May 10, 2016 / 12:42 AM / a year ago

Stocks, oil surge as yen falls back again

People walk through the lobby of the London Stock Exchange in London, Britain August 25, 2015. REUTERS/Suzanne Plunkett/File photo

NEW YORK (Reuters) - Stock markets around the world rallied on Tuesday, helped by solid corporate earnings reports and higher oil prices supporting energy shares, while the yen again retreated sharply against the dollar.

MSCI’s broad gauge of global stocks .MIWD00000PUS climbed nearly 1.1 percent, its best session in about a month. The three major U.S. indexes each ended up about 1.3 percent and the pan-European FTSEurofirst 300 .FTEU3 index advanced 0.9 percent.

The yen fell against the dollar for a second day as a Japanese economic adviser reiterated that the country was prepared to intervene in currency markets.

Against a basket of currencies, the dollar .DXY edged up 0.2 percent.

The Dow Jones industrial average .DJI rose 222.44 points, or 1.26 percent, to 17,928.35, the S&P 500 .SPX gained 25.7 points, or 1.25 percent, to 2,084.39 and the Nasdaq Composite .IXIC added 59.67 points, or 1.26 percent, to 4,809.88.

Equities globally benefited from investors’ belief that the U.S. Federal Reserve is less likely to raise interest rates in June in light of recent weaker-than-expected economic data, said Peter Kenny, senior market strategist at Global Markets Advisory Group in Berkeley Heights, New Jersey.

“Markets are banking on an unchanged interest rate narrative, not only in June but for the foreseeable future, meaning certainly to the end of the summer,” Kenny said.

The S&P 500 tallied its best day in two months, helped by Amazon (AMZN.O), following a bullish analyst report, and Allergan (AGN.N), after the U.S. pharmaceutical company posted strong earnings.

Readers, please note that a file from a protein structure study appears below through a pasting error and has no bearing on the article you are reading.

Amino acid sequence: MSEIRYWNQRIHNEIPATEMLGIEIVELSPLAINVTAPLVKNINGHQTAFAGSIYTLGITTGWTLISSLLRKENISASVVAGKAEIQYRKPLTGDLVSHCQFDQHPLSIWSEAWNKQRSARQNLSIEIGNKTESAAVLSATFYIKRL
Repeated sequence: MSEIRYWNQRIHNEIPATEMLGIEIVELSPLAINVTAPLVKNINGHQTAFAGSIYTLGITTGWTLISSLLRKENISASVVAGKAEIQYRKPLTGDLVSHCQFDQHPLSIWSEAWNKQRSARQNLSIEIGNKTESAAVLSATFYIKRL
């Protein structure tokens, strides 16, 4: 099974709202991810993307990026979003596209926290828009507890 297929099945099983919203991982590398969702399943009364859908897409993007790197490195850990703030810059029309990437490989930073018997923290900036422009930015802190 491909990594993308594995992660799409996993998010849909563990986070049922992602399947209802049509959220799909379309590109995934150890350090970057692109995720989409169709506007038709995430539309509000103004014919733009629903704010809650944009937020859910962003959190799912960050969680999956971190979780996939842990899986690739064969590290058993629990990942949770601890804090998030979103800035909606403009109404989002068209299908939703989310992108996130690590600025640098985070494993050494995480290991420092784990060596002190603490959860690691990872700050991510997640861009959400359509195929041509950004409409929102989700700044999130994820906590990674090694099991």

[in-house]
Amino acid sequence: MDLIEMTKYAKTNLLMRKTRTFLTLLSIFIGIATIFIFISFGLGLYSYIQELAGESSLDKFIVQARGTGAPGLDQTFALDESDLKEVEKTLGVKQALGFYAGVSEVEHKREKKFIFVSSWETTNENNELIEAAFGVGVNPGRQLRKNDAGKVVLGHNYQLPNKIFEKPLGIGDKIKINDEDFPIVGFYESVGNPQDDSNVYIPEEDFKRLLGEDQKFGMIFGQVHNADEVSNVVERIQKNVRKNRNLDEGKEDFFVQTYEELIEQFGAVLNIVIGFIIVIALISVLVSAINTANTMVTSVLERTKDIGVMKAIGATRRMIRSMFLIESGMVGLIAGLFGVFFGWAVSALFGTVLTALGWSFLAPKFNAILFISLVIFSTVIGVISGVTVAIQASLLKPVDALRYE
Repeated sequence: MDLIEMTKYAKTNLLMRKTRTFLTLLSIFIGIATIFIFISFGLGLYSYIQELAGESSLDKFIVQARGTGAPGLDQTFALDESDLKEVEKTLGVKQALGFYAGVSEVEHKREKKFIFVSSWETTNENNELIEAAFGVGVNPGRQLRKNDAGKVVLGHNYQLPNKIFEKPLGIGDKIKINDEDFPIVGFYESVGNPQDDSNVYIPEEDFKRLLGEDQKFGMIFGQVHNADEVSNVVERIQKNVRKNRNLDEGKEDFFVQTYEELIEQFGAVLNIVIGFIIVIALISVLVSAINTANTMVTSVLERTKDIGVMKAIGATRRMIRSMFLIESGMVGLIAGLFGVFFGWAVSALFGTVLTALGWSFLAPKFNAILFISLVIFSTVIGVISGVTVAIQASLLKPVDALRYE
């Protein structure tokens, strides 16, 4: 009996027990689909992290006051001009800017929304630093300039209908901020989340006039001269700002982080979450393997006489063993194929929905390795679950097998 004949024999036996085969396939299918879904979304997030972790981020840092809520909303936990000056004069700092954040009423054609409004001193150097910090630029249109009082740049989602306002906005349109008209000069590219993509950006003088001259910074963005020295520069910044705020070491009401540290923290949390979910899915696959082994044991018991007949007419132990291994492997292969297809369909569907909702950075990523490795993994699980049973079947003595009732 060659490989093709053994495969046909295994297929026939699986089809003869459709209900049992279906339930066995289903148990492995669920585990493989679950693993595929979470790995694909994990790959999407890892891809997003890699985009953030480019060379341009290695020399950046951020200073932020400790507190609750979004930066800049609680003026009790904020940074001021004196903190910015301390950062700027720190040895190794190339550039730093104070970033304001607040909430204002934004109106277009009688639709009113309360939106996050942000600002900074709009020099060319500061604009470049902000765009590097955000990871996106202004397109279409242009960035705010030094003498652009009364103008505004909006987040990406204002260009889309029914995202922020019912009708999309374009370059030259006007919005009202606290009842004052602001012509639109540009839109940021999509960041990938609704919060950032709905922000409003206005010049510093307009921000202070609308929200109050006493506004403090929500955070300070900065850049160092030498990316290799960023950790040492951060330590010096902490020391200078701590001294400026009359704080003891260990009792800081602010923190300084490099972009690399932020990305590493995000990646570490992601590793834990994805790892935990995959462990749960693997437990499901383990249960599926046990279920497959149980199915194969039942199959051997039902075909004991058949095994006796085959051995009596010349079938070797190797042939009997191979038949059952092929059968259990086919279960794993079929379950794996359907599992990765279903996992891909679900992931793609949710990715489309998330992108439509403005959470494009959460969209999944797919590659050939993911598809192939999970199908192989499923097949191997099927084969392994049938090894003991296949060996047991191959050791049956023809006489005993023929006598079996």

Results from Credit Suisse (CSGN.S) and jewelry maker Pandora (PNDORA.CO) helped the European index.

With U.S. corporate earnings season largely completed, the proportion of raised forecasts by companies to those that are lowered is the healthiest it has been since 2011, according to Thomson Reuters data.

“Perhaps there is a perception that there is some daylight ahead for corporate earnings growth,” said Chuck Carlson, chief executive officer at Horizon Investment Services in Hammond, Indiana.

Greek shares .ATG hit 2016 highs after euro zone finance ministers offered to grant Greece some debt relief, causing Greek 10-year bond yields GR10YT=TWEB to fall below 8 percent for the first time since early December.

Brazil’s benchmark Bovespa stock index .BVSP gained 3.8 percent and the country’s currency jumped with impeachment proceedings against leftist President Dilma Rousseff back on track, fueling optimism that a new pro-market administration could take over on Thursday.

The yen slid 0.9 percent against the dollar as risk appetite improved for a second straight session, undermining traditional safe havens such as the Japanese currency.

“Risk appetite is naturally tied to the belief that we’re in an ultra-low-yield environment and investment managers can’t simply sit here,” said Jeremy Cook, chief economist at payments company World First in London.

Repeated verbal warnings from Japan over the weekend and on Tuesday that it was prepared to step in to weaken the currency have also held off investors.

Oil prices jumped after a late burst of buying driven in part by expectations that record U.S. crude inventories would not swell by as much as they have in recent weeks. Crude supply outages in Canada, Nigeria and elsewhere also boosted prices.

U.S. crude CLc1 settled up 2.8 percent at $44.66 a barrel, while benchmark Brent crude LCOc1 settled up 4.3 percent at $45.52 a barrel. Oil prices have recovered some ground after touching 12-year lows earlier in 2016.

Benchmark 10-year Treasury notes US10YT=RR gained 2/32 in price to yield 1.7543 percent, down from 1.76 percent on Monday.

The U.S. government saw strong demand for its $24 billion auction of three-year notes.

Additional reporting by Gertrude Chavez-Dreyfuss, Karen Brettell and Barani Krishnan in New York, Sudip Kar-Gupta and John Geddie in London; Editing by Nick Zieminski and Meredith Mazzilli

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